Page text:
A new research report released today – a joint project of the American Enterprise Institute and the Institute for Family Studies – demonstrates definitively that the color of your skin does not have to result in a life of poverty in America today.
What if there was a relatively simple secret formula that put anyone’s chances of not living in poverty in the solid 90 percentile without needing a high paying job or college education? It’s called the “Success Sequence” and it nearly guarantees protection from poverty regardless of one’s socio-economic status, family, or racial background. Simply put, the Success Sequence requires three basic steps:
- Finish high school.
- Maintain a full-time job once you finish school.
- Get married before you have children and stay married.
This new report demonstrates how powerful the Success Sequence is for minority young adults seeking to establish productive lives.
- First off, 97% of American Millennials who do these three things will not be poor as adults. 97 percent!
But there is even better news. Social scientists explain in this new report, “young adults from disadvantaged circumstances who follow the sequence are markedly more likely to overcome challenges and achieve economic success.” The numbers are quite encouraging.
- Specifically, 96% of black and 97% of Hispanic Millennials who complete these three steps are not poor in their mid-30s.
- 94% of Millennials who grew up in lower-income families and 95% who came of age in non-intact families will avoid poverty if they follow the Success Sequence.
- And 95% of Millennials who follow the three steps of the Sequence but do not have a college degree will not be poor by their mid-30s.
But it is more than just avoiding basic poverty. Following the Success Sequence actually elevates the fortunes of minority Millennials beyond poverty. Specifically…
- 80% of black and 86% of Hispanic young adults are found in the middle- or higher-income bracket if they simply do each of the three steps.
- This is only slightly lower than the 91% of whites who do so.
The Success Sequence is a powerful economic equalizer.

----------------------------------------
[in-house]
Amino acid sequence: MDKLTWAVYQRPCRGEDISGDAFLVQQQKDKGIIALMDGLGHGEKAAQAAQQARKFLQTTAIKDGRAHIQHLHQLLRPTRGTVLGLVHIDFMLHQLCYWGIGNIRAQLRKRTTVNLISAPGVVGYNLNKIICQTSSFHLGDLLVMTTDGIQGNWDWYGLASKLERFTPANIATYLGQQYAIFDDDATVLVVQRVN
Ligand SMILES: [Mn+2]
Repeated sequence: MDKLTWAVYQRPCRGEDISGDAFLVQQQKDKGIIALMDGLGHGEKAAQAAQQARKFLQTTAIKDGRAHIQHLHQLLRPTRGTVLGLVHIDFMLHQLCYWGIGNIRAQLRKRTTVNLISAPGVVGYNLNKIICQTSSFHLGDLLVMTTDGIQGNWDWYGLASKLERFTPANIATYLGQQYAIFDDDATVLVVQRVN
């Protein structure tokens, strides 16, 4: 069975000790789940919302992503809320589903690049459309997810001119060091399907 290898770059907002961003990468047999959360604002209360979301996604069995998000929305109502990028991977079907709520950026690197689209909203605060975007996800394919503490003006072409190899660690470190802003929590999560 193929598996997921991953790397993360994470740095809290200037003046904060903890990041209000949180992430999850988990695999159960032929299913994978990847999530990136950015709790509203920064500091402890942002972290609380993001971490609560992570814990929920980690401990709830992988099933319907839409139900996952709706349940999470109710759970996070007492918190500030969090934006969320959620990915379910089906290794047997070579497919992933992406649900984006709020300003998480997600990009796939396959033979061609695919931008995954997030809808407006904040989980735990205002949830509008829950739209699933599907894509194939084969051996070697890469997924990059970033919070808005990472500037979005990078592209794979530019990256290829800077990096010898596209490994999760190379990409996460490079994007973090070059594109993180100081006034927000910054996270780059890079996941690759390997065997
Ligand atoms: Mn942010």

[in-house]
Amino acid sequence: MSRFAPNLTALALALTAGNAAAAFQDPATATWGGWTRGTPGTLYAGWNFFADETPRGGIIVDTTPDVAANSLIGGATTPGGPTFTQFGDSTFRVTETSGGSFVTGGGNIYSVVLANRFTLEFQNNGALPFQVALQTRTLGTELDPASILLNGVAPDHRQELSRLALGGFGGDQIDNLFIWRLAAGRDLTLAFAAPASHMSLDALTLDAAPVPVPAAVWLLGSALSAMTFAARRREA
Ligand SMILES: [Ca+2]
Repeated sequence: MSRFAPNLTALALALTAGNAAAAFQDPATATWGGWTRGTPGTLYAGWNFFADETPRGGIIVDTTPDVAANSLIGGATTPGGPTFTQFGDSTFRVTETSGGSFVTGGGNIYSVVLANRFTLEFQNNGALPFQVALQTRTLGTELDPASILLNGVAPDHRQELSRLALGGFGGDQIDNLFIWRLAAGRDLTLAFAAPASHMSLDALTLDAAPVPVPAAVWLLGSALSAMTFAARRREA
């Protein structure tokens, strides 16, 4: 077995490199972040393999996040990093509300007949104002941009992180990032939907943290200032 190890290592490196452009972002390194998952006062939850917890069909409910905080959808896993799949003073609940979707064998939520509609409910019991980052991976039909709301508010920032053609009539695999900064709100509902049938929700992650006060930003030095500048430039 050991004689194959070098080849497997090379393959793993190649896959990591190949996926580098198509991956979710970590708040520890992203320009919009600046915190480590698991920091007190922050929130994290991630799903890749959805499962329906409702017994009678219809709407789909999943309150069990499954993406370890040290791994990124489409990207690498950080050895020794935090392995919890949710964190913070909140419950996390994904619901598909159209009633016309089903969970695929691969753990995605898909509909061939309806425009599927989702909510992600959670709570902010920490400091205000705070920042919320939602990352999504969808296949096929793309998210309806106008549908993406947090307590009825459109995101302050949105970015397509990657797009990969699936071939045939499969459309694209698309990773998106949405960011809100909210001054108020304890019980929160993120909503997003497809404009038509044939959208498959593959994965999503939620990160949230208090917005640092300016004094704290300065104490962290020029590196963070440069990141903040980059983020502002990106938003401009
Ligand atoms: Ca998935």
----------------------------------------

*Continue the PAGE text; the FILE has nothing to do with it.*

We can better understand the positive outcomes in the report by comparing them to the results of not following the Success Sequence. A full 73% of black Millennials who did not achieve any of the three steps will live in poverty in their 30s. For Hispanic Millennials missing all three steps, 54% will live in poverty in their 30s compared to 40% of whites who fail to.
But the racial gap nearly closes for those of various groups who do achieve each of the three basic steps. These scholars explain, “For Millennials who follow all three steps, only 4% of blacks and 3% of Hispanics are poor by their mid-30s.” They add, “Stunningly, the racial gaps in poverty are almost closed” by following the Success Sequence.
How the Success Sequence Makes Up for Broken Families
We know the damage family breakdown causes children. It is well established in the social science literature. But this new research shows that when Millennials who grew up apart from both biological parents follow the three steps of the Success Sequence, a full 95% avoid poverty as adults!
College Is Not Essential to Avoid Poverty
For Millennials who accomplish the three steps, but do not graduate from college, a full 95% are not poor in their 30s and 82% of these non-college educated Success Sequencers live in the middle- to higher-income bracket in adulthood. For those who completed all three steps and attain a college degree, 96% are in the middle- or higher tier of income achievement in their mid-30s. That means that the basic three steps of the Success Sequence are remarkably powerful, rivaling the power of a college education.
Parents Overwhelmingly Favor Teaching Success Sequence in School
Parents who learn of the remarkable concentrated power of the Success Sequence for their children’s future, 76% of them support teaching the wisdom of these three steps in public schools. This desire is also bipartisan, with more than 70% of Democrats and 85% of Republicans supporting it being taught in their children’s schools. Black and Hispanic parents also strongly support teaching it, 68 and 74% respectively. And finally, 72% of parents who didn’t follow the sequence themselves when younger support teaching it. Parents recognize good things for their children when they see it.
The Poison of Persistent Poverty
Living in persistent poverty is a primary driver of a host of additional problems in the lives of adults and their children. If young adults and their children can avoid the threat of poverty, they can live healthier lives by living in safer, more desirable neighborhoods, benefiting from improved healthcare, reduction in worry and anxiety, improved diet and nutrition, access to better education, and greater options for rest and recreation.
We tend to assume it is primarily employment and education that lifts people out of poverty. But this important new research on the Success Sequence’s effect on minority young adults shows the facts of the matter are more basic and simple than this.
- Finishing high school
- Maintaining a full-time job once you finish school
- Getting and staying married before you have children
…are like a magic formula in avoiding poverty. It is a message that every parent and community should teach to their youth if they really care about improving human well-being.
You can read the brief report in its entirety here.
Photo from Shutterstock.